We know no two networks are exactly alike, so we focused on 13 network nightmares that represent the common hauntings of every server room. The number alone signifies something to be wary of. Some buildings don’t have a 13th floor. Any Friday that falls on the 13th day of the month can give even non-believers a moment of pause. These 13 network nightmares highlight the type of problems that keep many IT folks awake at night, while fearing the unspeakable network terrors that may face them at work the next day.

Even though Halloween may be a lot of fun, mention any of these 13 nightmares to a network manager and you are likely to see a look of true horror.

Here’s the fleshed-out list of network nightmares, and some tips on how they can get solved in the real world. Have an evil glance, if you like:

1.  The Zombies: Only Zombies should be slow, not your network.  Slowdowns can make it nearly impossible to keep systems and applications up and running at peak levels. With better insight, you can move fast to solve problems before they start to negatively impact business operations and users.

2.  The Vampires: Don’t let network vampires suck the life out of your wireless network. These creatures can take a bite out of network performance with the use of satellite radio and streaming video. Once you track them down, put your stake in the ground and kindly share IT policy so they can listen to Pandora back at the crypt, and not in the office.

3.  The Skeletons: Dealing with bare bones budgets is a constant problem for IT professionals, who are expected to provide higher levels of service to users, with fewer dollars. IT folks should be able to face the skeletons in their closets and monitor their networks, applications and systems affordably.

4.  The Frankensteins: A whole bunch of disjointed pieces and parts can yield monster network monitoring problems. Network administrators should not have to play the mad scientist. Trying to make the nuts and bolts and random wires of their network play nice together shouldn’t look like a scientific experiment gone wrong.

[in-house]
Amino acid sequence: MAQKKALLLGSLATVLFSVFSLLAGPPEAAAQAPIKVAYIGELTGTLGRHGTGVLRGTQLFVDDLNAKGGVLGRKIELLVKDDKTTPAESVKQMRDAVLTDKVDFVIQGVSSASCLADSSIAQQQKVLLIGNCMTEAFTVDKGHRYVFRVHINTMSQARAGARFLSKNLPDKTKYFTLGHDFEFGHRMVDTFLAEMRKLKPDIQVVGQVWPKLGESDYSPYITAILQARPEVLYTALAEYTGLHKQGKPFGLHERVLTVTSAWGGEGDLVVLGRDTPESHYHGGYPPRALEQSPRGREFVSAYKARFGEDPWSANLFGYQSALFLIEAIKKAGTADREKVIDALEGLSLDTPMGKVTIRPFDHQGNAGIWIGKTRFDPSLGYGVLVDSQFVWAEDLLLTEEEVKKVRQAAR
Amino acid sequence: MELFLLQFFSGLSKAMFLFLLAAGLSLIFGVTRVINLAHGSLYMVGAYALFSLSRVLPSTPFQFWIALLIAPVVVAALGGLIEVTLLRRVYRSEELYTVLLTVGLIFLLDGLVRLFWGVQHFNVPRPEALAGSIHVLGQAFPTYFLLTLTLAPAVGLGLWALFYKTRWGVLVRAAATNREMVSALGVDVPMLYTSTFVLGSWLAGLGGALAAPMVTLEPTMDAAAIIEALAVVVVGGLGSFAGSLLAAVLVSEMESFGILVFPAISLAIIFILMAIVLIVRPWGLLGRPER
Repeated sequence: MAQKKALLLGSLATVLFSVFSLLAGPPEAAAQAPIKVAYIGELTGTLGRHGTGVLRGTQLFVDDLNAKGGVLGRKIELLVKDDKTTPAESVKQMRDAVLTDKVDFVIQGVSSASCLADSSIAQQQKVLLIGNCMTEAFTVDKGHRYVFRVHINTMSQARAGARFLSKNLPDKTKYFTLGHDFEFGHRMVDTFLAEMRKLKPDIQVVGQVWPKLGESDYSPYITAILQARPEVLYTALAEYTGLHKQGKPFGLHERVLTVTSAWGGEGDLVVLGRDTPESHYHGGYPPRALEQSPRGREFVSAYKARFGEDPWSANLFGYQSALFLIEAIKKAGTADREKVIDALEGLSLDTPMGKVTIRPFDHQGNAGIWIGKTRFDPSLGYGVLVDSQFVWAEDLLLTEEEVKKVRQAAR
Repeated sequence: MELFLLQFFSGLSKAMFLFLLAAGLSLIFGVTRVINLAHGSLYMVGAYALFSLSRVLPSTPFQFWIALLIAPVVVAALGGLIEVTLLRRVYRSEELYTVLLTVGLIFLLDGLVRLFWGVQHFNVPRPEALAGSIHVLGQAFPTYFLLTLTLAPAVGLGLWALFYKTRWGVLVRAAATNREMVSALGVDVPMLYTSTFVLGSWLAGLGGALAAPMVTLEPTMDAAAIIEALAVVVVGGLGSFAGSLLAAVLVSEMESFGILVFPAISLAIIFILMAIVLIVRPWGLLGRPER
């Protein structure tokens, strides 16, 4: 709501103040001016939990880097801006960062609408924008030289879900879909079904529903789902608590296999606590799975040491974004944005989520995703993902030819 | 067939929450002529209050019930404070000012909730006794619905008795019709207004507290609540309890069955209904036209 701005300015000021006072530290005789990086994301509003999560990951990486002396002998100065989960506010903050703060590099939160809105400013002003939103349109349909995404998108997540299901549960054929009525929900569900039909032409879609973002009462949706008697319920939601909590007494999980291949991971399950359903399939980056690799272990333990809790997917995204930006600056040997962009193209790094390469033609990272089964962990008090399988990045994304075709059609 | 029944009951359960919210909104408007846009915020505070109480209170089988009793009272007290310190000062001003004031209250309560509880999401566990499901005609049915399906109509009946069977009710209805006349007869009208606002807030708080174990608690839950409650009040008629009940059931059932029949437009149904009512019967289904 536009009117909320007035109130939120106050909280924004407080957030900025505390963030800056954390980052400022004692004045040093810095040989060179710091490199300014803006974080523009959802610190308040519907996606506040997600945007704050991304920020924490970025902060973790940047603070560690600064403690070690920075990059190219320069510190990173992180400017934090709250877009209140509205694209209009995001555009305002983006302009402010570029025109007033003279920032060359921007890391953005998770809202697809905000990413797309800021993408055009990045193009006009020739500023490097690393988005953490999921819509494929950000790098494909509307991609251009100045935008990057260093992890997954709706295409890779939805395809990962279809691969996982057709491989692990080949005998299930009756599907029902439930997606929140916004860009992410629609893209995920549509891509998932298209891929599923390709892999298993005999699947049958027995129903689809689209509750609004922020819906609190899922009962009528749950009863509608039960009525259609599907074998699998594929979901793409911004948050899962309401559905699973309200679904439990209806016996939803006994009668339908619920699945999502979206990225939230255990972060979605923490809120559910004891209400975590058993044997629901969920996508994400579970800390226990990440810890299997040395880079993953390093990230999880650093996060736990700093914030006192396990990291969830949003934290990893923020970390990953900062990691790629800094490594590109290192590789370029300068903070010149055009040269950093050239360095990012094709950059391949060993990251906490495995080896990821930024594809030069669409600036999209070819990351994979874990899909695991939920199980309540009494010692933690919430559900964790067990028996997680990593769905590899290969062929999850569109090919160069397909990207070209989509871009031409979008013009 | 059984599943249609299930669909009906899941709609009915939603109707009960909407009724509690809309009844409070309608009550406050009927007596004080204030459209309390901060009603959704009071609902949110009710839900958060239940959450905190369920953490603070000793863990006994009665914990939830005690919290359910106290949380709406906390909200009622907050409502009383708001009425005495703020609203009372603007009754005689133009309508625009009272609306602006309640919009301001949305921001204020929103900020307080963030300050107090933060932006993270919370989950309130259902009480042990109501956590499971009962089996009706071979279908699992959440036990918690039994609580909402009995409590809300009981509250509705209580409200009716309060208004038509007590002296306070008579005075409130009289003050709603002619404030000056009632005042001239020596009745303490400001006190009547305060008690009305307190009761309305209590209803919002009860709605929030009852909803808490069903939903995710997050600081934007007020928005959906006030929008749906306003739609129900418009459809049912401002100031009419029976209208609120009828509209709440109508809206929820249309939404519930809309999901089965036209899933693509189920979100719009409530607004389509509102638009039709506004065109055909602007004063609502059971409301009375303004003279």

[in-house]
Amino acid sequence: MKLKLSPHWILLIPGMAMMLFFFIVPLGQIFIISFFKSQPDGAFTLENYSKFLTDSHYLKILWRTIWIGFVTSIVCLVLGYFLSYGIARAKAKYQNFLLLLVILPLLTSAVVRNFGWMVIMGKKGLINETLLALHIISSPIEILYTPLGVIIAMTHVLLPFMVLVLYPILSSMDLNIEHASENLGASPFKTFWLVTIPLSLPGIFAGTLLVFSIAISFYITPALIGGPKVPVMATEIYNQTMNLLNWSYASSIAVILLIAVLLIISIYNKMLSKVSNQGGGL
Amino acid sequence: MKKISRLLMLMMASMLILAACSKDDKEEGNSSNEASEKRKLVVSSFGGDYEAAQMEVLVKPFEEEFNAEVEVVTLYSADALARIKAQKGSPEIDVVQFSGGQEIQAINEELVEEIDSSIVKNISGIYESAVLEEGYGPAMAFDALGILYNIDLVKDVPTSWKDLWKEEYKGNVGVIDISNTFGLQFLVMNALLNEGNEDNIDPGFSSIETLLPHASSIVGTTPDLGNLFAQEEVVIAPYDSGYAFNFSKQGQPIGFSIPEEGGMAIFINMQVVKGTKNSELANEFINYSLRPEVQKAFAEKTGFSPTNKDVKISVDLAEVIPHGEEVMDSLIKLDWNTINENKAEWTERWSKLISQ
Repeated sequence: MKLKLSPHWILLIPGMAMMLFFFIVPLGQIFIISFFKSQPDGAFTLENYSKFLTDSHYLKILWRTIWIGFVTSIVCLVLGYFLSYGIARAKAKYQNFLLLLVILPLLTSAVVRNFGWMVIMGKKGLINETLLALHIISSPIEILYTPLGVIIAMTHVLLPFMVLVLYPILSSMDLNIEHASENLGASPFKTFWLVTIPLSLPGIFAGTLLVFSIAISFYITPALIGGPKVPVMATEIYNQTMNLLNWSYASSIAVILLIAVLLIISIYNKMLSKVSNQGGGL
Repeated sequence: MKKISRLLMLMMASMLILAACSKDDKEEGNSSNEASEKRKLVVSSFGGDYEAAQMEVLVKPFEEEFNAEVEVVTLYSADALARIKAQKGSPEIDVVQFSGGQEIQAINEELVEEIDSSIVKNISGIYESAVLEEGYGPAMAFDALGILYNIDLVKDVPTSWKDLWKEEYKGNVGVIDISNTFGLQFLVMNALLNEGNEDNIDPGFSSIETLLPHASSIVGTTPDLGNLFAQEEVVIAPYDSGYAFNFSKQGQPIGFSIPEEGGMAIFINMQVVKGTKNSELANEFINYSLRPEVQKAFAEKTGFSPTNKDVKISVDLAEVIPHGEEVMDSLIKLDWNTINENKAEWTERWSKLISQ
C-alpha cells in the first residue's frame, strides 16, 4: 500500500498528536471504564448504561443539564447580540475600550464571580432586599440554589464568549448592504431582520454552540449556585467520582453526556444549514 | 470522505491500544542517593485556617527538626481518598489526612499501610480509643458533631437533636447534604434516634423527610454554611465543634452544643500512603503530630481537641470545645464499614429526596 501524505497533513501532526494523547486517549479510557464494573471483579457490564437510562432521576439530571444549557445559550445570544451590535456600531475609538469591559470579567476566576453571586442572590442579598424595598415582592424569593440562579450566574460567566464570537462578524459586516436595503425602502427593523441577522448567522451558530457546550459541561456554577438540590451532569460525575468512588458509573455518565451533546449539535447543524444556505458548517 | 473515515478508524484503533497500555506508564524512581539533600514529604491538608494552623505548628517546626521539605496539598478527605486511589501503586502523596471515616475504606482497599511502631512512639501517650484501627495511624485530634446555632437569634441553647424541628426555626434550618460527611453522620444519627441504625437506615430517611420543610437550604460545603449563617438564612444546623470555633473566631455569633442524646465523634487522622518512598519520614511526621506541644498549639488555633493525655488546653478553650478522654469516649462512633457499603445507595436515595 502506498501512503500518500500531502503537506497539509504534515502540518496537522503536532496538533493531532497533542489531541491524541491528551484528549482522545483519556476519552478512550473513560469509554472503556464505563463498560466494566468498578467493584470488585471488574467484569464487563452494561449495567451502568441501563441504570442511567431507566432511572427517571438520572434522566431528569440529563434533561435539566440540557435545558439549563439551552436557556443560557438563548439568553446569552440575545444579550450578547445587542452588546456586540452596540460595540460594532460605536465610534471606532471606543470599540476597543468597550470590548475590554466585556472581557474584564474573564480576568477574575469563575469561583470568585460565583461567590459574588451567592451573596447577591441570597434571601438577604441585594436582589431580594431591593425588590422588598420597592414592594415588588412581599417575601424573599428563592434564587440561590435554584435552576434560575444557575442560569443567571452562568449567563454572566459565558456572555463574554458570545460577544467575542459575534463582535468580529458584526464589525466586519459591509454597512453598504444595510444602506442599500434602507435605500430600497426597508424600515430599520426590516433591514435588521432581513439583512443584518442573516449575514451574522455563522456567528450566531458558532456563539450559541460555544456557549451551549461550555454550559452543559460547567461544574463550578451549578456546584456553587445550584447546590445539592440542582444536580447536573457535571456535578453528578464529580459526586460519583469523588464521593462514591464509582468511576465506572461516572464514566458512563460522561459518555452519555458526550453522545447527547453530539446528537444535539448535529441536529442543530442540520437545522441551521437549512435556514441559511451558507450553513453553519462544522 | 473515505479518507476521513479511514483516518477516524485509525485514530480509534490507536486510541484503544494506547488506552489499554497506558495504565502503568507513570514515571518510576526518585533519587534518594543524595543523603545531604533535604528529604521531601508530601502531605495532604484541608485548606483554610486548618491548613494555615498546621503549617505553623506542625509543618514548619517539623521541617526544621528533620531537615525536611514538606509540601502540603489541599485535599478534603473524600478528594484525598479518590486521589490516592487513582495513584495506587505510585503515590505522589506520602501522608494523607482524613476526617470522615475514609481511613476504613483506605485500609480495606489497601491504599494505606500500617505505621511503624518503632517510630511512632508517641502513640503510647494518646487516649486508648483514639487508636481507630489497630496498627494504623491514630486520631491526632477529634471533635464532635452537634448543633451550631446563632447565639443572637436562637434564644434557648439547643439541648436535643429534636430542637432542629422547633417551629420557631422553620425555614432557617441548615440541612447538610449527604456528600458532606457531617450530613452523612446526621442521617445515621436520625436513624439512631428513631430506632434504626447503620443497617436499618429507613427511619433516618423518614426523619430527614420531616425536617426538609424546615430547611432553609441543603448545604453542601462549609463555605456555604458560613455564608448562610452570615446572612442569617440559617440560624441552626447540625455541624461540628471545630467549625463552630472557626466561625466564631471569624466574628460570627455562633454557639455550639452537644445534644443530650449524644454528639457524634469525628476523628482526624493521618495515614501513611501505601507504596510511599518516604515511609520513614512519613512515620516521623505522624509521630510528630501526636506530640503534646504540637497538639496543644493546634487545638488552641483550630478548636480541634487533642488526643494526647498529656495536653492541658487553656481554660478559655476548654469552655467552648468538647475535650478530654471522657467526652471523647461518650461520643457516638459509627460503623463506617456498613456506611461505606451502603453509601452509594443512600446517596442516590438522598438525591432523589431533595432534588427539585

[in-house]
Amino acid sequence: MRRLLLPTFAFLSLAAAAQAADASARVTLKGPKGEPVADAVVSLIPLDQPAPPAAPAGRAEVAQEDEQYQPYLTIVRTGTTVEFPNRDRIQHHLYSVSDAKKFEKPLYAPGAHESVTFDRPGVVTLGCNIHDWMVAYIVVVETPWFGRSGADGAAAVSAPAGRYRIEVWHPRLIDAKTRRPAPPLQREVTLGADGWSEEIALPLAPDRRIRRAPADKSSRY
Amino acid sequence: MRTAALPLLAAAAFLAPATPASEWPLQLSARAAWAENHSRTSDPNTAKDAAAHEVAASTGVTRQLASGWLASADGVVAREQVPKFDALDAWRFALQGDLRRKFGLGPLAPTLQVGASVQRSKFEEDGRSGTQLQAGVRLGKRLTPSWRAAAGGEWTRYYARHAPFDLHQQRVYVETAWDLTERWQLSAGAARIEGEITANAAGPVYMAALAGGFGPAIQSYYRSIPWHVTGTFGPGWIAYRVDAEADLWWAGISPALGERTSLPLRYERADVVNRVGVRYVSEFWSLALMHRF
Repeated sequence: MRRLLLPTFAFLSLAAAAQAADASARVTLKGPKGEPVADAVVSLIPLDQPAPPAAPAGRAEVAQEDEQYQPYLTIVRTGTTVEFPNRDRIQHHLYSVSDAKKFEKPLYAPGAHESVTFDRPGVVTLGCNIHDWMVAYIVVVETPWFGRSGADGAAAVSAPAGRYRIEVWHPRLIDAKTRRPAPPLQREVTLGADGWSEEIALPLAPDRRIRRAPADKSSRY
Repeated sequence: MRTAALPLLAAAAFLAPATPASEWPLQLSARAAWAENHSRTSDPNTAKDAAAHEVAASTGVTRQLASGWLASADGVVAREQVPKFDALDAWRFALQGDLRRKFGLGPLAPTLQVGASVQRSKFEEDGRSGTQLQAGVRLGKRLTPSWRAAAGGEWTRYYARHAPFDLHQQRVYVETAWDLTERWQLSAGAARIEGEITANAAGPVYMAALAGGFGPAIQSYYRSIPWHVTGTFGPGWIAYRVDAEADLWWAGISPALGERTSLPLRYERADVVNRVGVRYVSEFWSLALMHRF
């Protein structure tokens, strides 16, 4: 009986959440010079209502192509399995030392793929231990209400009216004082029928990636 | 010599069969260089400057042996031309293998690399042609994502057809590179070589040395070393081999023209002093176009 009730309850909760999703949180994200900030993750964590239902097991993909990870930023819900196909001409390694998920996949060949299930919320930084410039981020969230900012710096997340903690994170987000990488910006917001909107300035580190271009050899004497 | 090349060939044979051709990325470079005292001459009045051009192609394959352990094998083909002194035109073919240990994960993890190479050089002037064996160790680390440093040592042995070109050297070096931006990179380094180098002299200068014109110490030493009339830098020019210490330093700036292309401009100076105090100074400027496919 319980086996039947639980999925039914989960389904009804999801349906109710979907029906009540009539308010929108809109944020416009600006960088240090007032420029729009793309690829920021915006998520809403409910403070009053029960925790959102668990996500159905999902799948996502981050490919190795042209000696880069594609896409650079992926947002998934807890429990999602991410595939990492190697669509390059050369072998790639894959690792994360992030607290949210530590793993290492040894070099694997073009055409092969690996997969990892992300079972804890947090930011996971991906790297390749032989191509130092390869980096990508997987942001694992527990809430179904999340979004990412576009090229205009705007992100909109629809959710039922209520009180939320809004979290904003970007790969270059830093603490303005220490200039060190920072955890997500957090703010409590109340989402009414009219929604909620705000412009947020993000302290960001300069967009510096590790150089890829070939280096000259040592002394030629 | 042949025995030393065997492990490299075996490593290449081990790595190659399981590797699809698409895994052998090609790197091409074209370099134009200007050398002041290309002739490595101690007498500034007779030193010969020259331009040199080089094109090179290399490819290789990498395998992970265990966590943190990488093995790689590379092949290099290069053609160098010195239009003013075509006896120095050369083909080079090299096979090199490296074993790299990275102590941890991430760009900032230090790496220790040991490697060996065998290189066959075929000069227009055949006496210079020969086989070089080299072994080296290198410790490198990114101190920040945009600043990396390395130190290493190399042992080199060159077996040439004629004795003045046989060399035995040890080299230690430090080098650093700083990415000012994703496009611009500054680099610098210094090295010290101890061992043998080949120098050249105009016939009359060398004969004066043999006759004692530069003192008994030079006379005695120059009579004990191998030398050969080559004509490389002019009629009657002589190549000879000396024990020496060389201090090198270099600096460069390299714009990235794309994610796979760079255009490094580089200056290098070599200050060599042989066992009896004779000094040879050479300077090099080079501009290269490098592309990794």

5.  The Spiked Maces: Spikes in network performance can make anyone nervous. Be prepared for high levels of traffic on days when Apple offers a download your users cannot resist. When you can be proactive, the spikes on the network won’t come swinging at you like a medieval mace.

6.  The Ghosts: What problems are haunting your network? Network administrators can be effective ghost hunters and find the spectres, including slowdowns and frightening downtime.

7.  The Chucky (Knife-Wielding Dolls): What may seem like a small threat can actually instigate big problems. What little monster is wiggling their way down into deep layers of the network to compromise security? Unchecked small problems can quickly turn into a network breach if it takes weeks before you find the culprit, especially if the problem is intermittent. Small problems are not “child’s play.”

8.  The Jasons (Scary Intruders): Don’t let software and applications lurk in the shadows. Network administrators need to know which users have downloaded unauthorized applications onto their networked laptops. Turn on the light so you don’t get lost in shadow IT.

9.  The Mummies: Are you continuously wrapped up in the same problems that keep returning? Finding the source of an issue shouldn’t be as hard as digging into an ancient Egyptian crypt.